The story of the WTC began in the 1950s, when several visionary New Yorkers planned to make downtown Manhattan the home of world commerce. At the helm was Chase Manhattan Bank Chairman David Rockefeller, who founded the Downtown-Lower Manhattan Development Association with several New York–based chief executives. Together the group created a plan to unify and revitalize downtown, capitalizing on the city’s global economic leadership.
The bi-state Port Authority of New York and New Jersey was an obvious partner for the ambitious Trade Center project. The agency saw the concept of a consolidated site of world trade as an unparalleled opportunity to “stimulate the flow of commerce through the Port.” It was also a chance for the agency to revamp the faltering trans-Hudson commuter rail lines, complete with a thriving new Lower Manhattan business destination to link to.
In 1962 the idea took root in government, with sights set on the west side of Lower Manhattan, known then as “Radio Row” for its many electronics stores. The 13-block area bounded by Vesey and Liberty Streets, and Church and West Streets would be home to the World Trade Center, closing five through streets to form one of the city’s first “superblocks.”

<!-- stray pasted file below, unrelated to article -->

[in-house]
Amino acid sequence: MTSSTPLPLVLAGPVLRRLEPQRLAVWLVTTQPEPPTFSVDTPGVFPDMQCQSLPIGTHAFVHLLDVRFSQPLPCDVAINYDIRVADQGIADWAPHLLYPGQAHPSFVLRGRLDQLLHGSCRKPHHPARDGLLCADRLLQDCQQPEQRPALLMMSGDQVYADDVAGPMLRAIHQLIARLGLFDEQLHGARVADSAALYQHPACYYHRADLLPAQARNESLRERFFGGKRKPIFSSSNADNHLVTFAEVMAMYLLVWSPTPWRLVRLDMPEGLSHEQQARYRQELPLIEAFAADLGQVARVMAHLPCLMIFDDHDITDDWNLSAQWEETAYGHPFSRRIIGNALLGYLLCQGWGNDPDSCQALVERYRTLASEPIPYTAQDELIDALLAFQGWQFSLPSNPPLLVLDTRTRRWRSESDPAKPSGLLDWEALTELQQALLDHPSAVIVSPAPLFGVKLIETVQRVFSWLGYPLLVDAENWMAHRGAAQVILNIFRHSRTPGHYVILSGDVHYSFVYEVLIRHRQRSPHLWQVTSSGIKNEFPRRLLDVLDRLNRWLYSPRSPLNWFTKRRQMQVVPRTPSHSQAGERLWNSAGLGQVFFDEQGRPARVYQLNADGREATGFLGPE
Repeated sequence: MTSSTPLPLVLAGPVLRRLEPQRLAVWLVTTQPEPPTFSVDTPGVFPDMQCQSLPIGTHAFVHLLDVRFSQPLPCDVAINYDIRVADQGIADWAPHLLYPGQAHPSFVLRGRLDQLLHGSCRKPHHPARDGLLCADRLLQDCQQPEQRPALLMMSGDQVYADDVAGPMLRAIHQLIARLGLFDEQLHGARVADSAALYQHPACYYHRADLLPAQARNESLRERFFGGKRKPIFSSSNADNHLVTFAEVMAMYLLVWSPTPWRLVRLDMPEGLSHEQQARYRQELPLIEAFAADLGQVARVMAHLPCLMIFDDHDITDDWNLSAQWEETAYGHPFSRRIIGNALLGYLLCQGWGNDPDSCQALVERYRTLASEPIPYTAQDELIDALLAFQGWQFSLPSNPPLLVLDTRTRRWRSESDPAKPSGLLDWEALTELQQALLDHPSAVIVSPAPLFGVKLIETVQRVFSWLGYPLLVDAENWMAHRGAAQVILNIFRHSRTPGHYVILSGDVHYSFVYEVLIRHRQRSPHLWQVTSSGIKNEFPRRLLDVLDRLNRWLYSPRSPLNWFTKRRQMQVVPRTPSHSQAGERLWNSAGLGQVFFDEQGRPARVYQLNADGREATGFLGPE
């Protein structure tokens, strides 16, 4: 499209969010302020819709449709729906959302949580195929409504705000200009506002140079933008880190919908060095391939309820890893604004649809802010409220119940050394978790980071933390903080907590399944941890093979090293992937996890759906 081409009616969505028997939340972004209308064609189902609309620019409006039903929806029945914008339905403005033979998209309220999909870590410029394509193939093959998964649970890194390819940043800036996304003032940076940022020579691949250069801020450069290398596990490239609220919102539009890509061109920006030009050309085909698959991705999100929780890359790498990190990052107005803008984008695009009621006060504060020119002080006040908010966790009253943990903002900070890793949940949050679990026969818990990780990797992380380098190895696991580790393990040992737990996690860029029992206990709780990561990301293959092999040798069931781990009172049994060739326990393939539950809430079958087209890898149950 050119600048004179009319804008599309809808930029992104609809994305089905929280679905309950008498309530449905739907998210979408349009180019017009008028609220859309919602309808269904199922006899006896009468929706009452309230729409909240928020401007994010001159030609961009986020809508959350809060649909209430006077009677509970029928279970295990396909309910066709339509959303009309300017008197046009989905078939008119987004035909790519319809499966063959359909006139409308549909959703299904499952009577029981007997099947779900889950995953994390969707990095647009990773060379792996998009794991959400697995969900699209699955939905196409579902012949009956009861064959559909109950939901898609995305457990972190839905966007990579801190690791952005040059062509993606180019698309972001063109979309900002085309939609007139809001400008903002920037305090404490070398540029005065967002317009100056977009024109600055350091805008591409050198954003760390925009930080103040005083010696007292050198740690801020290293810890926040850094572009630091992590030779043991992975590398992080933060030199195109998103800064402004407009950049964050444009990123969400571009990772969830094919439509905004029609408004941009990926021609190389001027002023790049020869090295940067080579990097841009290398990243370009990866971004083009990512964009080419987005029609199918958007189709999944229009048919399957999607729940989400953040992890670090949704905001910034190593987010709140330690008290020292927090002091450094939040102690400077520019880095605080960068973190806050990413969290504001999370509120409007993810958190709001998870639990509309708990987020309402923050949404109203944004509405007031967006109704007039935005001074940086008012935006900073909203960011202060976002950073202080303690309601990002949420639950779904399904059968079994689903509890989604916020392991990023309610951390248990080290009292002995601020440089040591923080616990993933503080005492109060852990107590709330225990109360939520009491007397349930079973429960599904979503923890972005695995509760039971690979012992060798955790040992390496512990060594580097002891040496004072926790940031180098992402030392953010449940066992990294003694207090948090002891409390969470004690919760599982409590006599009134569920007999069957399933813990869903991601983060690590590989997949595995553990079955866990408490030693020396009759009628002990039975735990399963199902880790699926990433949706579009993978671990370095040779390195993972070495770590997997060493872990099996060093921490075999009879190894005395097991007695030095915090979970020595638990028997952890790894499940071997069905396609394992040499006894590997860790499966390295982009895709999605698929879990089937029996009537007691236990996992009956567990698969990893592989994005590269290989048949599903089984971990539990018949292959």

The Port Authority selected Seattle-born architect Minoru Yamasaki to design the project together with a team of top engineers and architects. Less than two years and more than 100 design concepts later, the Port unveiled the $525 million World Trade Center plan to the public.
It was a complex of six buildings comprised of 10 million square feet of office space. At its core were the Twin Towers, which at 110 stories (1,368 and 1,362 feet) each would be the world’s tallest skyscrapers. Public sentiment ran from astonishment at the sheer size of the towers, to both thrill and dismay at their monolithic, modern design.